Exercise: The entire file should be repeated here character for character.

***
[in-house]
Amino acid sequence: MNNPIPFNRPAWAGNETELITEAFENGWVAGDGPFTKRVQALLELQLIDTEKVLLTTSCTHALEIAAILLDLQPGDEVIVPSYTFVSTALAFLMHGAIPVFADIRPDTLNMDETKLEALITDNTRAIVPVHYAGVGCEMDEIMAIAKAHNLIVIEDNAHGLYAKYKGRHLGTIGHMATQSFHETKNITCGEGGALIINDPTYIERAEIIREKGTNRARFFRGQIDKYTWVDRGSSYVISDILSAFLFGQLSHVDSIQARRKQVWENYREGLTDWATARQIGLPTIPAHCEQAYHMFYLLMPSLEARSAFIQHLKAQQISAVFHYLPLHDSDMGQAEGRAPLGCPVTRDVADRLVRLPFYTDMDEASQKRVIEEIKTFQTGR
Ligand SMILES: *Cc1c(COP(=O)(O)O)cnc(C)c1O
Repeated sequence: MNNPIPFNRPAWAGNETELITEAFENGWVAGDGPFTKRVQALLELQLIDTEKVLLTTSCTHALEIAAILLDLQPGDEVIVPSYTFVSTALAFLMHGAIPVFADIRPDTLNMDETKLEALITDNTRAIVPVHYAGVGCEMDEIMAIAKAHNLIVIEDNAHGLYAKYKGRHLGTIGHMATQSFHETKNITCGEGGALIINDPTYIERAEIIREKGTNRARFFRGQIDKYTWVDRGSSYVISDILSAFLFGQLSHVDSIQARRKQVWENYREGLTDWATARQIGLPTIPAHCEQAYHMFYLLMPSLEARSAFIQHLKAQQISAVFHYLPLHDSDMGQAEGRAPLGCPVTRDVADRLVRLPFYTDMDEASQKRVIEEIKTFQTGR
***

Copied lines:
[in-house]
Amino acid sequence: MNNPIPFNRPAWAGNETELITEAFENGWVAGDGPFTKRVQALLELQLIDTEKVLLTTSCTHALEIAAILLDLQPGDEVIVPSYTFVSTALAFLMHGAIPVFADIRPDTLNMDETKLEALITDNTRAIVPVHYAGVGCEMDEIMAIAKAHNLIVIEDNAHGLYAKYKGRHLGTIGHMATQSFHETKNITCGEGGALIINDPTYIERAEIIREKGTNRARFFRGQIDKYTWVDRGSSYVISDILSAFLFGQLSHVDSIQARRKQVWENYREGLTDWATARQIGLPTIPAHCEQAYHMFYLLMPSLEARSAFIQHLKAQQISAVFHYLPLHDSDMGQAEGRAPLGCPVTRDVADRLVRLPFYTDMDEASQKRVIEEIKTFQTGR
Ligand SMILES: *Cc1c(COP(=O)(O)O)cnc(C)c1O
Repeated sequence: MNNPIPFNRPAWAGNETELITEAFENGWVAGDGPFTKRVQALLELQLIDTEKVLLTTSCTHALEIAAILLDLQPGDEVIVPSYTFVSTALAFLMHGAIPVFADIRPDTLNMDETKLEALITDNTRAIVPVHYAGVGCEMDEIMAIAKAHNLIVIEDNAHGLYAKYKGRHLGTIGHMATQSFHETKNITCGEGGALIINDPTYIERAEIIREKGTNRARFFRGQIDKYTWVDRGSSYVISDILSAFLFGQLSHVDSIQARRKQVWENYREGLTDWATARQIGLPTIPAHCEQAYHMFYLLMPSLEARSAFIQHLKAQQISAVFHYLPLHDSDMGQAEGRAPLGCPVTRDVADRLVRLPFYTDMDEASQKRVIEEIKTFQTGR